The suicide of a former colleague made Babel’s Sarah Alonze realise the importance of discussing mental health

Late last year, I received an unexpected phone call from a close friend and former mentor. One of our former colleagues had committed suicide, following years of battling depression. My instant reaction was surprise – this colleague was bright, quick-witted and popular with clients and colleagues alike. I had no idea he had struggled with his mental health for years until, finally, it was just too much.

Surprise then quickly turned to profound sadness. Looking back, I’d never once asked him how he really was – I had just assumed everything was ok because he didn’t say otherwise. This is the unfortunate reality of mental health – we often don’t know until we ask. And we usually don’t ask. For a long time, stigma has prevented mental health sufferers from sharing their battles with friends and family. Some people aren’t comfortable talking about the personal aspects of their life, or indeed hearing this information from others.  

The stark reality

You only need to look at the statistics to see how pervasive mental health is today. According to mental-health charity Mind, one in four people in the UK will experience a mental health problem each year. In England, one in six people report experiencing a common mental health problem, such as anxiety and depression, in any given week. Think of how many people there are in your place of work right now; think of your extended family and group of friends. Now do the maths – mental health is a stark reality in today’s society.

Mind argues that, whilst the overall number of people with mental health problems has not changed over the years, modern-day worries – over issues such as money, jobs, longer working hours and social media – have made it more difficult for people to cope. Around 70 million work days are lost each year due to mental health problems in the UK, according to the Mental Health Foundation, costing employers approximately £2.4 billion per year. And it’s obviously not just about the money – it’s about the happiness of our staff, which should be paramount to all employers.  

Mental health in PR

Why is mental health the leading cause of sickness in the workplace? Let’s take the communications industry as an example. According to a 2017 report 57% of those interviewed said they would feel uncomfortable discussing their mental health in the workplace. Some of the PR practitioners even went as far to say that mental health had been cited as grounds for dismissal. So it’s no surprise that nearly a third of UK staff working in the PR industry persistently turn up to work ill and only 35% are generally healthy and present, according to the CIPD’s Absence Management Report.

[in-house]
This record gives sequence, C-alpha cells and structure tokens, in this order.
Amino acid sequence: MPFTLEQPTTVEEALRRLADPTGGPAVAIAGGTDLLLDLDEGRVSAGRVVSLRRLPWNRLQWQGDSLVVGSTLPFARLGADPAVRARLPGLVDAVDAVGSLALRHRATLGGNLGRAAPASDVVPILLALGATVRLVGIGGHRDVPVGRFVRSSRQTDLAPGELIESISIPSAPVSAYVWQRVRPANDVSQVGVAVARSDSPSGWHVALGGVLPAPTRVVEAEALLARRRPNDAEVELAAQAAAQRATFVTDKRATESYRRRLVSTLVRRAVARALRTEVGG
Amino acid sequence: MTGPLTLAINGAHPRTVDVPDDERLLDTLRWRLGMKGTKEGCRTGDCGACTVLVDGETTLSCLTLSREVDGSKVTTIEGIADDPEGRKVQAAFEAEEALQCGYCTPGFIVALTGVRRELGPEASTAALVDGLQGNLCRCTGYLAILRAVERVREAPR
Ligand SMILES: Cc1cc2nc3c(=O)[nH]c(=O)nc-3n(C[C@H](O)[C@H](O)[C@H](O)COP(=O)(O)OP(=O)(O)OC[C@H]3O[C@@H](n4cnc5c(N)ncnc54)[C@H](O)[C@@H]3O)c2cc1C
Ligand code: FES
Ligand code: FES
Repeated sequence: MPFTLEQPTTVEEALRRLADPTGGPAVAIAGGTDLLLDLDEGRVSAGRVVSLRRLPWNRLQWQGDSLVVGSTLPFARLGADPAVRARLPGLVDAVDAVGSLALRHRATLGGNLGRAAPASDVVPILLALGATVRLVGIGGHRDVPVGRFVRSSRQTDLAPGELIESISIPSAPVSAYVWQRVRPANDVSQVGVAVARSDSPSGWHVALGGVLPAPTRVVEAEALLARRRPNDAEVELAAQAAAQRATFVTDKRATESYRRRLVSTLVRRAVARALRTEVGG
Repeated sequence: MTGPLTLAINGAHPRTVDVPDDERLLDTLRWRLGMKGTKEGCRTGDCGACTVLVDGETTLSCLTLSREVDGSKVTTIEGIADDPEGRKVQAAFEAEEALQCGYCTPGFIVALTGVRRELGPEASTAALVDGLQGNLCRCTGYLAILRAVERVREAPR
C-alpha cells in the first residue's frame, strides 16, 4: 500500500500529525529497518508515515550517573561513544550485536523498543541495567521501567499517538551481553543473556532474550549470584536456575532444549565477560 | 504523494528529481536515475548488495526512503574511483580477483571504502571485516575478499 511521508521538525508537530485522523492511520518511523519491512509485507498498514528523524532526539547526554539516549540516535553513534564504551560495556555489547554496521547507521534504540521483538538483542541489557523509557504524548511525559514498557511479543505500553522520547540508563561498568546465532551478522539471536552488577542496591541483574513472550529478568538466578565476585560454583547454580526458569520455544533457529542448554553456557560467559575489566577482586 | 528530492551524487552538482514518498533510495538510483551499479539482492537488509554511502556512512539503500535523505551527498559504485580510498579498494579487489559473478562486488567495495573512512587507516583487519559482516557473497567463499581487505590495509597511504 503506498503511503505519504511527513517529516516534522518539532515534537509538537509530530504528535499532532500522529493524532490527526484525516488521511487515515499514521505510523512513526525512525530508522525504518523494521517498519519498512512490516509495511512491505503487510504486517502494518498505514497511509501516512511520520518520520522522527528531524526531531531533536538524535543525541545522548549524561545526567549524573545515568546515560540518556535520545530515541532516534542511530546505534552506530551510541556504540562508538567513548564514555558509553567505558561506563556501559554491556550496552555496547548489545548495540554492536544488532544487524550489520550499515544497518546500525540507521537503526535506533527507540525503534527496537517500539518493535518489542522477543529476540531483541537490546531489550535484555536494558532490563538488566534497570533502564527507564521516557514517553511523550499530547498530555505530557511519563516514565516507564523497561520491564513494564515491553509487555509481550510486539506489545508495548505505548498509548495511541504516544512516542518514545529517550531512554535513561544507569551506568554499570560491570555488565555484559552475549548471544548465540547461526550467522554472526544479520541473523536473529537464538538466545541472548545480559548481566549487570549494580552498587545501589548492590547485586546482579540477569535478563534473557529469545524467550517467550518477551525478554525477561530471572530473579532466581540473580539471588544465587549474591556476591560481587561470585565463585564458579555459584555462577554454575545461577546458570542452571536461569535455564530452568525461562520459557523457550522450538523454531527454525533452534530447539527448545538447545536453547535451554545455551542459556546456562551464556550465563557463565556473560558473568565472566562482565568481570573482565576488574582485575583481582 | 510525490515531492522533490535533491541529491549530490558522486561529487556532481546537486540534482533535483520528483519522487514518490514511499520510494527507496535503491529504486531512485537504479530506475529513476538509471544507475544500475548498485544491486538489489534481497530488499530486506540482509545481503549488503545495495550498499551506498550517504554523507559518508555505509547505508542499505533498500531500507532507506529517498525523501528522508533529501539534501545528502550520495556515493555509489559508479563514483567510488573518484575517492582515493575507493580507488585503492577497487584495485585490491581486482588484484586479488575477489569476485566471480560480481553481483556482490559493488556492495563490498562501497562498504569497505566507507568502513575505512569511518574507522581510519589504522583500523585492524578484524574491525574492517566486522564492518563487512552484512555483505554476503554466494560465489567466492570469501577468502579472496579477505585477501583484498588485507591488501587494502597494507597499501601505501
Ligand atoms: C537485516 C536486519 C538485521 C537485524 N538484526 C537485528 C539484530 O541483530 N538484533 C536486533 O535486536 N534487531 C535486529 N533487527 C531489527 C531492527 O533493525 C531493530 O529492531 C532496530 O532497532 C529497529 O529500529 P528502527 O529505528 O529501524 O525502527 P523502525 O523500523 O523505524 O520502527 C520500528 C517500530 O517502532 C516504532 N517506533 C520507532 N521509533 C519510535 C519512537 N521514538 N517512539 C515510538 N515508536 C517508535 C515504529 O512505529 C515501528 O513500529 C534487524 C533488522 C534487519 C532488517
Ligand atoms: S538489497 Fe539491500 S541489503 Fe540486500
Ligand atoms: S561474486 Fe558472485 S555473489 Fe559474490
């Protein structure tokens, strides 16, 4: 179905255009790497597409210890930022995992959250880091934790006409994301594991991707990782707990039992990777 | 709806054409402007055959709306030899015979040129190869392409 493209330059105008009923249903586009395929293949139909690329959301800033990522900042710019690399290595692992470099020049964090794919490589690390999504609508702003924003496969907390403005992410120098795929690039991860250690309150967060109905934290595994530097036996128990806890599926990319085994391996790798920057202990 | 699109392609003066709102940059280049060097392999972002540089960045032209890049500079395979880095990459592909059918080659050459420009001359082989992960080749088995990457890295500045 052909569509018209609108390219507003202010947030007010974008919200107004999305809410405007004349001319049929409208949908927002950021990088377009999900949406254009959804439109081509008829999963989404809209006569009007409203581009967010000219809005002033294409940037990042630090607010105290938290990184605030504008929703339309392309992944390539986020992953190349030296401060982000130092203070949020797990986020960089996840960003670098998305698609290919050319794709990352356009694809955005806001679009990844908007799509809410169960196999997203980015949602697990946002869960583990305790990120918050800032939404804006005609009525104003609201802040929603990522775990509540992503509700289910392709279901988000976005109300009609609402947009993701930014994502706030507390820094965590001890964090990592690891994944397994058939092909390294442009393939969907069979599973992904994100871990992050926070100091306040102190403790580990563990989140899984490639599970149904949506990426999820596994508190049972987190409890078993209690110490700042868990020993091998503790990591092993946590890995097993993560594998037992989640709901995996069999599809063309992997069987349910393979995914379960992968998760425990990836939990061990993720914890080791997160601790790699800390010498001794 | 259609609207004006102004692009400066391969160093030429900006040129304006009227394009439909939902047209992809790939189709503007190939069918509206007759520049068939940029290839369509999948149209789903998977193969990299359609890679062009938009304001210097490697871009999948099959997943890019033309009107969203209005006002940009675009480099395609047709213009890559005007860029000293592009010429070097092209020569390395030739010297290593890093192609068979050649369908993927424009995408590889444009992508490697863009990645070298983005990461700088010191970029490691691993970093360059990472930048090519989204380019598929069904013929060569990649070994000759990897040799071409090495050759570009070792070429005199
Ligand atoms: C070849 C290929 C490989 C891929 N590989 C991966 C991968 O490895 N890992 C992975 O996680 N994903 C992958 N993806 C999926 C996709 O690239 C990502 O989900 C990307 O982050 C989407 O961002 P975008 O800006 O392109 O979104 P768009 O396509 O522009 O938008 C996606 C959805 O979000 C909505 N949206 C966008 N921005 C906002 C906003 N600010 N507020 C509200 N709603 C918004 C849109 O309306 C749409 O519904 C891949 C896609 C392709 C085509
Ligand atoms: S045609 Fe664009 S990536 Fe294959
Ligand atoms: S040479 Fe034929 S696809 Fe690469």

Whilst all industries differ, the key factors affecting mental health in the workplace are more or less shared – financial worries; an always-on, out-of-hours culture; the pressure of deadlines; office politics; poor management teams, the list can go on.  

Nurture your people

The reality is, despite mental health gaining the awareness it deserves, there’s still quite a bit of work to be done to educate people and provide appropriate resources on how to handle mental health issues effectively, as well as better support to those who are suffering.

Here are just a few ways that employers can invest in mental health in the workplace:

  • Update staff policies to include mental health. By acknowledging that mental health is on a par with physical health, and allowing team members to take sick days for mental health issues, then you’re sending a positive and open message to the wider workforce, as well as supporting those who are struggling.
  • Offer counselling and similar therapy services as a benefit. Some businesses already offer healthcare within staff remuneration packages. Check to see if these health insurance policies cover mental health treatments, or find a policy that does.
  • Train line managers and leadership teams to deal with mental health issues effectively, compassionately and delicately. Look for resources online that can help inform leaders, or contact a mental health organisation for advice.
  • Crack down on discrimination and stigma in the workplace. Ensure all staff know that any discrimination towards a fellow employee on the grounds of mental health status is unacceptable and a disciplinary matter.
  • Foster a healthy, productive environment for all staff that includes access to internal and external resources, contacts and experts for support with mental health problems.

Receiving that phone call last year was gut-wrenching, heartbreaking, and an alarming reminder that mental health is real. It’s real for different people in different ways, but it’s a reality that we all have to face in some way – whether directly, or indirectly. And that’s okay. But if you have any sort of influence on a colleague, manager or peer in the workplace, try to make it a positive one. Be willing to listen, ask to be heard, and let’s tackle mental health one step at a time.

Written by Sarah Alonze, associate director at agency Babel PR

For more information, the Mental Health Foundation offers free advice on how best to look after your mental health at work, and how you can support your colleagues.